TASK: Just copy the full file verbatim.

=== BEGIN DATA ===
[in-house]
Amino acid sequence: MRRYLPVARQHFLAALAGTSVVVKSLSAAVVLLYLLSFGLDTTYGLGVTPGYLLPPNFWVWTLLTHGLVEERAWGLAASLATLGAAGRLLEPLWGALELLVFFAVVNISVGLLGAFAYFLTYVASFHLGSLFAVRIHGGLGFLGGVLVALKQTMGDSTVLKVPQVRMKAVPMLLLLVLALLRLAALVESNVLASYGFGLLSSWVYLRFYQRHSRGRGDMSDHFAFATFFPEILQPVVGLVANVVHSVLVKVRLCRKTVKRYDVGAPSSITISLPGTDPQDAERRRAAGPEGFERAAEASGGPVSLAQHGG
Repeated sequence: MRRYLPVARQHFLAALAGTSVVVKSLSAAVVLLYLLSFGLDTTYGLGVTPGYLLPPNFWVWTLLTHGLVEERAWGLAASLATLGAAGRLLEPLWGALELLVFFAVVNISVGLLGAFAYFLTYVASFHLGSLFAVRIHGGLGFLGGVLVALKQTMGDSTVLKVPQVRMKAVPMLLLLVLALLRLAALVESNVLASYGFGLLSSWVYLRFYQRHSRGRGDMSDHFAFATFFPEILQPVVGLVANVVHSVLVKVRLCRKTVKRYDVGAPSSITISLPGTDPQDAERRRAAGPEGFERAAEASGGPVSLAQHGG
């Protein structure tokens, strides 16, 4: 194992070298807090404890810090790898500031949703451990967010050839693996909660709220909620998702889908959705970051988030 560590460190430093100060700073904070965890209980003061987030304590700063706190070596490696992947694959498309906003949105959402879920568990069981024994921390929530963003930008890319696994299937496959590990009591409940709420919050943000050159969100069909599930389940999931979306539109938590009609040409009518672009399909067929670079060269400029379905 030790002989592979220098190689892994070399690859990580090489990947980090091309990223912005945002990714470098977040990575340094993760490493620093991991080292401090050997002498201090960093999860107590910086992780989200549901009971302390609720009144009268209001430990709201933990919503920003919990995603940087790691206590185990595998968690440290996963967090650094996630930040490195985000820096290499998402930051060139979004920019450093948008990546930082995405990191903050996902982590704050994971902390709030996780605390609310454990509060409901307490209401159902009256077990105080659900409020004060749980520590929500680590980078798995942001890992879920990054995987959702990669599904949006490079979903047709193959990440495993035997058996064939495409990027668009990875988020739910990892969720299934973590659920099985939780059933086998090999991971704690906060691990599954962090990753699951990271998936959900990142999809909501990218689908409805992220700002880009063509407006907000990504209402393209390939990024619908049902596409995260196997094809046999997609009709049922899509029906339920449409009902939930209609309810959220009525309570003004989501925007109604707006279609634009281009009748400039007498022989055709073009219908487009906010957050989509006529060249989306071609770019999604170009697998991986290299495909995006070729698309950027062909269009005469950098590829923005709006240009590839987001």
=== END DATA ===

[in-house]
Amino acid sequence: MRRYLPVARQHFLAALAGTSVVVKSLSAAVVLLYLLSFGLDTTYGLGVTPGYLLPPNFWVWTLLTHGLVEERAWGLAASLATLGAAGRLLEPLWGALELLVFFAVVNISVGLLGAFAYFLTYVASFHLGSLFAVRIHGGLGFLGGVLVALKQTMGDSTVLKVPQVRMKAVPMLLLLVLALLRLAALVESNVLASYGFGLLSSWVYLRFYQRHSRGRGDMSDHFAFATFFPEILQPVVGLVANVVHSVLVKVRLCRKTVKRYDVGAPSSITISLPGTDPQDAERRRAAGPEGFERAAEASGGPVSLAQHGG
Repeated sequence: MRRYLPVARQHFLAALAGTSVVVKSLSAAVVLLYLLSFGLDTTYGLGVTPGYLLPPNFWVWTLLTHGLVEERAWGLAASLATLGAAGRLLEPLWGALELLVFFAVVNISVGLLGAFAYFLTYVASFHLGSLFAVRIHGGLGFLGGVLVALKQTMGDSTVLKVPQVRMKAVPMLLLLVLALLRLAALVESNVLASYGFGLLSSWVYLRFYQRHSRGRGDMSDHFAFATFFPEILQPVVGLVANVVHSVLVKVRLCRKTVKRYDVGAPSSITISLPGTDPQDAERRRAAGPEGFERAAEASGGPVSLAQHGG
């Protein structure tokens, strides 16, 4: 194992070298807090404890810090790898500031949703451990967010050839693996909660709220909620998702889908959705970051988030 560590460190430093100060700073904070965890209980003061987030304590700063706190070596490696992947694959498309906003949105959402879920568990069981024994921390929530963003930008890319696994299937496959590990009591409940709420919050943000050159969100069909599930389940999931979306539109938590009609040409009518672009399909067929670079060269400029379905 030790002989592979220098190689892994070399690859990580090489990947980090091309990223912005945002990714470098977040990575340094993760490493620093991991080292401090050997002498201090960093999860107590910086992780989200549901009971302390609720009144009268209001430990709201933990919503920003919990995603940087790691206590185990595998968690440290996963967090650094996630930040490195985000820096290499998402930051060139979004920019450093948008990546930082995405990191903050996902982590704050994971902390709030996780605390609310454990509060409901307490209401159902009256077990105080659900409020004060749980520590929500680590980078798995942001890992879920990054995987959702990669599904949006490079979903047709193959990440495993035997058996064939495409990027668009990875988020739910990892969720299934973590659920099985939780059933086998090999991971704690906060691990599954962090990753699951990271998936959900990142999809909501990218689908409805992220700002880009063509407006907000990504209402393209390939990024619908049902596409995260196997094809046999997609009709049922899509029906339920449409009902939930209609309810959220009525309570003004989501925007109604707006279609634009281009009748400039007498022989055709073009219908487009906010957050989509006529060249989306071609770019999604170009697998991986290299495909995006070729698309950027062909269009005469950098590829923005709006240009590839987001």